I knew I wanted to be a part of Genomes Unzipped from the very first day Daniel told me about the project. But the decision to actually participate was more complicated.
I’ve spent a lot of time over the past five years thinking about the benefits and risks of personal and public genomics. By sheer good luck I became an advisor to the Personal Genome Project (PGP) in its early days, long before PGP-1 (George Church) was joined by so many others (the arrival of the PGP-1K was announced yesterday) interested in exploring public genomics. As a result of that connection, I have been able to continue to work with the PGP, exploring the issues raised by public genomics research as they arose, often for the first time, in connection with that project. And as part of my day job I edit an online publication (the Genomics Law Report) and advise clients—both focused on issues arising at the intersection of personalized medicine, genomics and the law.
As a result of all of this time spent thinking and writing about personal and public genomics, I’ve come to know a few things. I know that I believe the benefits of public genomics, for both science and society, to outweigh the risks. I also know that I might be wrong about that, but I know that I’m comfortable accepting that risk, too. I know that I want to support personal and public genomics projects. Most of all, I know the decision to join a project like Genomes Unzipped is not mine alone.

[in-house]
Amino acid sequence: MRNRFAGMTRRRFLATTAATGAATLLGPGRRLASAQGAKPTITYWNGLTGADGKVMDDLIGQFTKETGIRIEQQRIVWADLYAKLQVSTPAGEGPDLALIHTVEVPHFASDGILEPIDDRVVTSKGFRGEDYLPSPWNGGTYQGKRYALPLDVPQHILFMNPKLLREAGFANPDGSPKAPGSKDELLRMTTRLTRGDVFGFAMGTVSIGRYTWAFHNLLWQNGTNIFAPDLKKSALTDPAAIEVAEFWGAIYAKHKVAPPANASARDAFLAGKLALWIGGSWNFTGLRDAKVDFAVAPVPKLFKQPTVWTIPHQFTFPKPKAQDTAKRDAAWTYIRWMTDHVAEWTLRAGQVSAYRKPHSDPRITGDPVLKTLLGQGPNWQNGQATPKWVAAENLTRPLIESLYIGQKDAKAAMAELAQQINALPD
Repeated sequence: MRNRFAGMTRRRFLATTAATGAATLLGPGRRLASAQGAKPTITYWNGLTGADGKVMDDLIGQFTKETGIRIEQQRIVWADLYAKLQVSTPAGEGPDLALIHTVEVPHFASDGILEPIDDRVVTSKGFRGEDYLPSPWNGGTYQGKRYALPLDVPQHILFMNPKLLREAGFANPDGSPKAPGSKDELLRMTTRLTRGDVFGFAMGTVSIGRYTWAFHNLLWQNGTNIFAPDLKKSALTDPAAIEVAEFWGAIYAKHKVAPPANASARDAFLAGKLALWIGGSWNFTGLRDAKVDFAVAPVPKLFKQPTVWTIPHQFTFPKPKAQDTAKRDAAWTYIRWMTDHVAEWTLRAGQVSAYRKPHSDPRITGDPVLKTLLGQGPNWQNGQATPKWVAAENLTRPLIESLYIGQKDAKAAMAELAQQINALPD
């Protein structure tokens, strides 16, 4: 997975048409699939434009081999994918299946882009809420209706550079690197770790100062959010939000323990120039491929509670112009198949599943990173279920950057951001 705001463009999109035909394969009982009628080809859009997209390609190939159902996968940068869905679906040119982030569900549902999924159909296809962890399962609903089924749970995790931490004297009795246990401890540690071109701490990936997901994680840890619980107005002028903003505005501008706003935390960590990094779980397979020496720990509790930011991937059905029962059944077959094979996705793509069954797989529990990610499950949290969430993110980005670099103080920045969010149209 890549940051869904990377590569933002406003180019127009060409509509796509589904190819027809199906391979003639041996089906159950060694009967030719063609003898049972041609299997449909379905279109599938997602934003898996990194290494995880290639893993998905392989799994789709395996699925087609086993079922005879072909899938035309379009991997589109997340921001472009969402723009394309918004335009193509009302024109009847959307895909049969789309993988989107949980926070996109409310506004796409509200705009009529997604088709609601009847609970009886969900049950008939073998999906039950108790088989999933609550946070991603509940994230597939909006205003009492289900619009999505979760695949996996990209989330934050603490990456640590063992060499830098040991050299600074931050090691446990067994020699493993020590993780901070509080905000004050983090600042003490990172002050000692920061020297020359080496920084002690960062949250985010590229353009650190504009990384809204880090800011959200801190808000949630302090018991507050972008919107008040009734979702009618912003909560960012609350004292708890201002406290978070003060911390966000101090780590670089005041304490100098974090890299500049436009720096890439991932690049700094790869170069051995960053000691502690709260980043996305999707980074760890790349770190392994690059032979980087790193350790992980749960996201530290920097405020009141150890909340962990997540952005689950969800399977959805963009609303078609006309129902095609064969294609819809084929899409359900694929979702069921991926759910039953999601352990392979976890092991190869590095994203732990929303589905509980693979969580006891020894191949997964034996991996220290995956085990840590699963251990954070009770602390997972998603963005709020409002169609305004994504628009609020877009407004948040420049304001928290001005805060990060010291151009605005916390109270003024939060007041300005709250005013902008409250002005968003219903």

Before agreeing to participate in Genomes Unzipped, I knew I would need to seek—and receive—permission from my family. There was no legal requirement that I obtain their consent before joining the Genomes Unzipped team and, ultimately, publishing my genetic data for the world to review. But that did nothing to change the strong personal obligation I felt to seek my family’s consent.
While my genetic information is personal to me, it could also have something important to say about my family members. The strong likelihood was that it would not, particularly once you diluted the limited predictive value of most genetic markers with a hefty dose of uncertain utility and a large helping of additional uncertainty thanks to the fact that I share, on average, only 50% of my genome with each of my family members. But while I could calculate that risk as small, and accept it for myself, I could not unilaterally accept it on behalf of each member of my family.
Knowing that, I set out to talk to my family about Genomes Unzipped and my interest in participating in the project, and to learn whether that was a decision they would each be willing to support. Spoiler alert: there is no surprise ending here. You would not be reading this post if any member of my family had not fully supported my decision to join Genomes Unzipped.